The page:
We are on the brink of the most extensive immigration reform in the last 25 years, with a bill likely to be introduced next week. If you haven't been following along, don't worry, we're here to catch you up.
This three-part immigration 101 will provide a snapshot of the immigration ecosystem (part 1), an overview of the paths to immigrating to the U.S. (part 2), and a summary of the key issues up for debate (part 3). Rather than bore you with the nitty gritty, we'll give you just enough to be an intelligent participant (rather than a casual observer) in this monumental debate.
Breaking Down the Immigrant Population
Today there are 40 million foreign born immigrants in the U.S. (or 1 in 8 people!), with approximately 1.3 million new people immigrating every year.
The breakdown of those 40 million foreign born immigrants is perhaps more surprising than the total itself. Only 40% of those 40 million are naturalized citizens, meaning that they have obtained U.S. citizenship by completing the required steps including residing in the U.S. for a 5-7 years.
Approximately 30% of foreign born immigrants are Lawful Permanent Residents (LPR), meaning they are not citizens but are allowed to reside permanently in the U.S. Permanent resident status is most frequently obtained through a family relationship with a U.S. citizen or another LPR or through sponsorship by a U.S. employer. However, the most staggering fact to me is that 9 million LPRs (or 70% of total LPRs) are eligible for citizenship but are not applying. There are a number of potential explanations for the country's low naturalization rate, but I suspect the cost and complexity of the immigration system has a lot to do with it.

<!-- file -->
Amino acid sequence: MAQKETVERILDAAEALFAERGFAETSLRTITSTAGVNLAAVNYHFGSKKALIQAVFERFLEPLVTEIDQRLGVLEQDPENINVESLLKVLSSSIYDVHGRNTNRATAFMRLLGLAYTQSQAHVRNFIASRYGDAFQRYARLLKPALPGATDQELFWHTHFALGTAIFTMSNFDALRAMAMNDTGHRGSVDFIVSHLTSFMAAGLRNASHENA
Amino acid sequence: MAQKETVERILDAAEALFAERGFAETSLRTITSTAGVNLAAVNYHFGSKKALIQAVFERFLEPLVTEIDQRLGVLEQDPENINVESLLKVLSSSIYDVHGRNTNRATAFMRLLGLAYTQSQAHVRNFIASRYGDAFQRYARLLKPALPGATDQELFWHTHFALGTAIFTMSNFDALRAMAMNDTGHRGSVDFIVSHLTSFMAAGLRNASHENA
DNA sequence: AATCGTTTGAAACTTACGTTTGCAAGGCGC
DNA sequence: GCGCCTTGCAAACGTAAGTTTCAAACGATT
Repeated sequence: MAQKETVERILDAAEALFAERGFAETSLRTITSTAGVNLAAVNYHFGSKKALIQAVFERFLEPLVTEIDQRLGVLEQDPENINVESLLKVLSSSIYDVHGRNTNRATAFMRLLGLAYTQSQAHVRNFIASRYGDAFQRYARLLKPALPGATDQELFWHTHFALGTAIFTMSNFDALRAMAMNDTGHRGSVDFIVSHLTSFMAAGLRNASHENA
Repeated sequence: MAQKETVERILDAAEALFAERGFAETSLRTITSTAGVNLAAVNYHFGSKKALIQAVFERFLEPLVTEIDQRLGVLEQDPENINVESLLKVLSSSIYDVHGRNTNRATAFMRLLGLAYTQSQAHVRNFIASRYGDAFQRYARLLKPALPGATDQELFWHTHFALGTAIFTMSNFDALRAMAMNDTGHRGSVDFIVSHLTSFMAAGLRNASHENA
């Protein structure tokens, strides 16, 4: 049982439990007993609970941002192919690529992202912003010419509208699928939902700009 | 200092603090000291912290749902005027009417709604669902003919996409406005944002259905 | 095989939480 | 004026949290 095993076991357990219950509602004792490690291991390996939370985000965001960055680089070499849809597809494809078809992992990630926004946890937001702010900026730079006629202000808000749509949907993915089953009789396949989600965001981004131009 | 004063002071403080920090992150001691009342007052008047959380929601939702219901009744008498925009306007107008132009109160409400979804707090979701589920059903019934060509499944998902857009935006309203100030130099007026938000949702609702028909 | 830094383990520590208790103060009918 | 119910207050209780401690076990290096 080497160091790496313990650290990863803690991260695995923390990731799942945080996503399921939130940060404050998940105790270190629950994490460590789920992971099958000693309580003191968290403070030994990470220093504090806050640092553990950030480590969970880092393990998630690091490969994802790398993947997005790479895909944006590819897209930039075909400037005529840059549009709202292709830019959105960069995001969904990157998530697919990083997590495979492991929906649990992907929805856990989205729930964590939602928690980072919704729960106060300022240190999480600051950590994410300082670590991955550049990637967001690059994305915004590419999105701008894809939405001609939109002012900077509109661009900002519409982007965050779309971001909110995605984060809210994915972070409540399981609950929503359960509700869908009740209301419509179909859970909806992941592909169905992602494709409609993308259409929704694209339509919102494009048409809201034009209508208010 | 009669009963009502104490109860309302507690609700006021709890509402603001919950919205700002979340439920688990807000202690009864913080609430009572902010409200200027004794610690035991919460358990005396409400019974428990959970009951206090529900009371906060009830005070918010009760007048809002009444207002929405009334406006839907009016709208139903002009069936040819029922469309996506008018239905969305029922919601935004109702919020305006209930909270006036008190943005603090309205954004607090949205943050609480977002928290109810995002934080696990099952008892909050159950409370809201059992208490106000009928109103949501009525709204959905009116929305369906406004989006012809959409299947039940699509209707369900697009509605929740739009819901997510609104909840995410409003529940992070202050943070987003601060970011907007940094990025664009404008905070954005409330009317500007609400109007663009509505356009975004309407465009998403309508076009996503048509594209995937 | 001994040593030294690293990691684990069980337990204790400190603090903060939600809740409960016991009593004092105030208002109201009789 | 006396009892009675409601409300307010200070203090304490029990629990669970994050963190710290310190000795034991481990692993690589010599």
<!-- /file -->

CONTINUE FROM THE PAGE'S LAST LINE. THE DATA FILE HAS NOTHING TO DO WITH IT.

Finally, approximately 25% of immigrants are referred to as "undocumented." These are immigrants that are in the country without the government's permission, either by entering illegally or overstaying a legally-obtained temporary visa. The small remainder of immigrants falls into various buckets including students and temporary workers.
Three government agencies handle different responsibilities of the immigration system. Citizenship and Immigration Services (CIS) carries out the administrative functions associated with immigration, such as processing visa and naturalization applications. Immigration and Customs Enforcement (ICE) investigates violations of immigration law and is responsible for enforcement, like deportations. Lastly, Customs and Border Protection (CBP) focuses on securing the border and preventing terrorists from entering the U.S.
You're now equipped with some basic facts, figures, and knowledge of the players both immigrants and government agencies directly involved in the immigration system. Go share your knowledge and don't be shy about asking us follow up questions!
In part two of our Immigration Basics series, we'll help simplify the immigration maze and explain the key immigration paths through which people immigrate to the U.S.